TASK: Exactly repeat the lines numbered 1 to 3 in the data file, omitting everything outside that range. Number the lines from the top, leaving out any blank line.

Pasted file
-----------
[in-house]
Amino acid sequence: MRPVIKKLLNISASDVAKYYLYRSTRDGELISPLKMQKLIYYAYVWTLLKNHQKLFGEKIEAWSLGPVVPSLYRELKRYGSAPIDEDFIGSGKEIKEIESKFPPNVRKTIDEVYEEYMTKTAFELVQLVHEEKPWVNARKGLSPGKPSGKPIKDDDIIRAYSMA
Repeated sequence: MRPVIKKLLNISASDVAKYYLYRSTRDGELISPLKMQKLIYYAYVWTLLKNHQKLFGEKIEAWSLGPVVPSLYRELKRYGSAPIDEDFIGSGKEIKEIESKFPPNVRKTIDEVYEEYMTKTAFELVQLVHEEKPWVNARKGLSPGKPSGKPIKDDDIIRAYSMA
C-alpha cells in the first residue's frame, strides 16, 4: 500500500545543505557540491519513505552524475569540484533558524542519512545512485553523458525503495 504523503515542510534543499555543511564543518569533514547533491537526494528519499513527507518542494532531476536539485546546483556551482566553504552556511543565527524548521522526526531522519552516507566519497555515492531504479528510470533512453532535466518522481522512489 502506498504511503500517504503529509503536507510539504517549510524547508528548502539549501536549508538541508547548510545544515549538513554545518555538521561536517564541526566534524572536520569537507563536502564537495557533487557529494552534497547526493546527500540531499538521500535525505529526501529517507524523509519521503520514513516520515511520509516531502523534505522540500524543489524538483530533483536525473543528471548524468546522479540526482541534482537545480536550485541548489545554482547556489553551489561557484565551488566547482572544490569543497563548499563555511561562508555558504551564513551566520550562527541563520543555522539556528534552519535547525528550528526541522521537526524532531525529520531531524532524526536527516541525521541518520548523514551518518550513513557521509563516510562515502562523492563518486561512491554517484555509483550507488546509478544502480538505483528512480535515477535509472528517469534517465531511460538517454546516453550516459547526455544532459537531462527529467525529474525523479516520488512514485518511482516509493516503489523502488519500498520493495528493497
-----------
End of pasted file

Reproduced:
[in-house]
Amino acid sequence: MRPVIKKLLNISASDVAKYYLYRSTRDGELISPLKMQKLIYYAYVWTLLKNHQKLFGEKIEAWSLGPVVPSLYRELKRYGSAPIDEDFIGSGKEIKEIESKFPPNVRKTIDEVYEEYMTKTAFELVQLVHEEKPWVNARKGLSPGKPSGKPIKDDDIIRAYSMA
Repeated sequence: MRPVIKKLLNISASDVAKYYLYRSTRDGELISPLKMQKLIYYAYVWTLLKNHQKLFGEKIEAWSLGPVVPSLYRELKRYGSAPIDEDFIGSGKEIKEIESKFPPNVRKTIDEVYEEYMTKTAFELVQLVHEEKPWVNARKGLSPGKPSGKPIKDDDIIRAYSMA